Defining the board shape from an imported STEP model.

Only surfaces aligned with the X-Y plane can be used to create the board shape. If you select a model surface that requires alignment in the X-Y plane, you will be asked in a Confirmation dialog to align the surface before you can continue. This dialog also allows you to place the model using the selected face in relation to either the top or bottom surface of the board. This means that the vertical position of the model can also be set at the same time. After alignment you will need to select Design » Board Shape » Define from 3D Body again. After the board shape has been redefined, you will be given the option to hide the 3D body.

Modifying or Redefining the Board Shape

In Board Planning Mode you can modify the board shape by moving the vertices or completely redraw (redefine) it. Refer to the Board Shape object to learn more.

Redefining the Board Shape Using Jump Location

To accurately define the shape based on a set of dimensions, you can use the Jump Location shortcut keys instead of the mouse. To do this:

  1. Set the origin to define the location of the bottom left of the PCB (Edit » Origin » Set).
  2. Select Design » Redefine Board Shape and release the mouse.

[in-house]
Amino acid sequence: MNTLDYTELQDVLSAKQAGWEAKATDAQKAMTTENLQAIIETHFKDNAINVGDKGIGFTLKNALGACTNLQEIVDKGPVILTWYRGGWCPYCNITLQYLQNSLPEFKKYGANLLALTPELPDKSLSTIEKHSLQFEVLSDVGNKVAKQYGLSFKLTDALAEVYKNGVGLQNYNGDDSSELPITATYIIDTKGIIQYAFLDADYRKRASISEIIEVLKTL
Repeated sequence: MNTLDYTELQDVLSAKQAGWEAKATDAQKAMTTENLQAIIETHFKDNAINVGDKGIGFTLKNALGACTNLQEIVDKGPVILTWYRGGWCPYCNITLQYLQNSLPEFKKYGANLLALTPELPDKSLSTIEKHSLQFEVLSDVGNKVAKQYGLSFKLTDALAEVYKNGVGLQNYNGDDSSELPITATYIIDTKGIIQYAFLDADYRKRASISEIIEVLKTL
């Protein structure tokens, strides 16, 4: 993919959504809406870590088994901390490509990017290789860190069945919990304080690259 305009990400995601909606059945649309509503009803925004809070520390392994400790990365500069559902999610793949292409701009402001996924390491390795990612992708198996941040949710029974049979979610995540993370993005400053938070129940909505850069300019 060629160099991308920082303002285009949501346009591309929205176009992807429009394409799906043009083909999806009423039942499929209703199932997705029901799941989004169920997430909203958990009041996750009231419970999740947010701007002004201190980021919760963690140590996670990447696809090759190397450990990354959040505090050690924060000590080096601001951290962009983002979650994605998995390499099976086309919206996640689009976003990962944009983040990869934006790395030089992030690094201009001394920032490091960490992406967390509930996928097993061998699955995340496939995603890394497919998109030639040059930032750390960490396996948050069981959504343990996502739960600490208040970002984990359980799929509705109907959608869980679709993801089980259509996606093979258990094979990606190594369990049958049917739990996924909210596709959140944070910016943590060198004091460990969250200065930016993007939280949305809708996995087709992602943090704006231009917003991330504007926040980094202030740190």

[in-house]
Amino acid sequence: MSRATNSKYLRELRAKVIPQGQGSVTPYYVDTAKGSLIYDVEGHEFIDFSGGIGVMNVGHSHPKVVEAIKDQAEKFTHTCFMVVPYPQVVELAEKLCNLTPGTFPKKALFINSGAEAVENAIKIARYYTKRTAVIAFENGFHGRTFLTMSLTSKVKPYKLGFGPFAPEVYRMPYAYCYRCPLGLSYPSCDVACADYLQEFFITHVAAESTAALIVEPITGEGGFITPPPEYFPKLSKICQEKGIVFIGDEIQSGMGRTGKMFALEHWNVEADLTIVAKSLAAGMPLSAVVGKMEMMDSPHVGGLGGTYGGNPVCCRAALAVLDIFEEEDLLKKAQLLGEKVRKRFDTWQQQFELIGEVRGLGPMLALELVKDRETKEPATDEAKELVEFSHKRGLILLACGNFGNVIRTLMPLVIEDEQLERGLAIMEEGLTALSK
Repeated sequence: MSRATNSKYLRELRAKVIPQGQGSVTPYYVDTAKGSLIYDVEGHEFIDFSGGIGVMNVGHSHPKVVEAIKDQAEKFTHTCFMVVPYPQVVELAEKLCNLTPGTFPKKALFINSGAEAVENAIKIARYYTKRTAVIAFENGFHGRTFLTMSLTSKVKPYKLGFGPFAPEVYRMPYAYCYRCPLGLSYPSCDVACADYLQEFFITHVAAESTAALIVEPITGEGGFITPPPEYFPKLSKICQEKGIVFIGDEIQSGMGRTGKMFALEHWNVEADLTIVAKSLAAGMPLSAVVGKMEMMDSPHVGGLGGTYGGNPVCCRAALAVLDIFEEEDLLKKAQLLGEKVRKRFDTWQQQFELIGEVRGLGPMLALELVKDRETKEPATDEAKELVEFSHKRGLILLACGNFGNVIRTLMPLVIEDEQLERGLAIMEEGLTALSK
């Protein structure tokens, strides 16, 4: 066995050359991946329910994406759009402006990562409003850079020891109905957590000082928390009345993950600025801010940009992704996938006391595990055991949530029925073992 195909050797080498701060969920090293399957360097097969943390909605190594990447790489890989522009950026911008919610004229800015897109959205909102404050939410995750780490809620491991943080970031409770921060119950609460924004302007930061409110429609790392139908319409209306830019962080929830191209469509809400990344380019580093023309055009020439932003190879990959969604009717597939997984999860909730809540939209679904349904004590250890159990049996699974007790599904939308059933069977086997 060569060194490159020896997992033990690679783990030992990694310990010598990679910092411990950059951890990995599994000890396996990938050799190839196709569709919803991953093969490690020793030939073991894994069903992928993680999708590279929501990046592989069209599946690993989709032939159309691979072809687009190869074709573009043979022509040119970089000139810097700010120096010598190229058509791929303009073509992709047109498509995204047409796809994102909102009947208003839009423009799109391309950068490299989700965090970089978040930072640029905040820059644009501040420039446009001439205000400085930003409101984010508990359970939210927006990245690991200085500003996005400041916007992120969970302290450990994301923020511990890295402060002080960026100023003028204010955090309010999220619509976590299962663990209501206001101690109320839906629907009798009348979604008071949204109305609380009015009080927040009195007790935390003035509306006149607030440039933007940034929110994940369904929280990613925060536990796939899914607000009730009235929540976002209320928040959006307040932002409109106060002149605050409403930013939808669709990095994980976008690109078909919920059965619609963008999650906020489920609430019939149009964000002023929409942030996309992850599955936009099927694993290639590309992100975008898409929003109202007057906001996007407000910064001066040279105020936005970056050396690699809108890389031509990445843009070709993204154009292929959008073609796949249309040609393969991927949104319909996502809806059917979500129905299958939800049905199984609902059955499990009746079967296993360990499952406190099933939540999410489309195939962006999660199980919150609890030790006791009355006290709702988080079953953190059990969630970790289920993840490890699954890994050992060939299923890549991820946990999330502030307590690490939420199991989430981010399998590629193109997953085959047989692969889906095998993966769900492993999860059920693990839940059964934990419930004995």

3. Press the J key to open the Jump submenu. 

Press the O key to jump to the origin you just defined. Press Enter to define the first corner of the new board shape.

  1. Press J, L to open the Jump to Location dialog.

The X-Location field will be active; type in the X location of the next corner of the board (do not touch the mouse).

  1. Press the Tab key to move to the Y-Location field in the Jump to Location dialog then type in the appropriate Y value.
  2. Press Enter to accept the values and close the dialog. The cursor will be at the correct location. Do not touch the mouse; press the Enter key again to define this corner.
  3. Press J, L again to open the Jump to Location dialog. Type in the next X coordinate, press Tab, type in the Y coordinate, press Enter to accept the values then press ENTER to define this corner.
  4. Repeat this process until all corners are defined, finishing back at the 0, 0 origin. Again, do not touch the mouse; press Enter.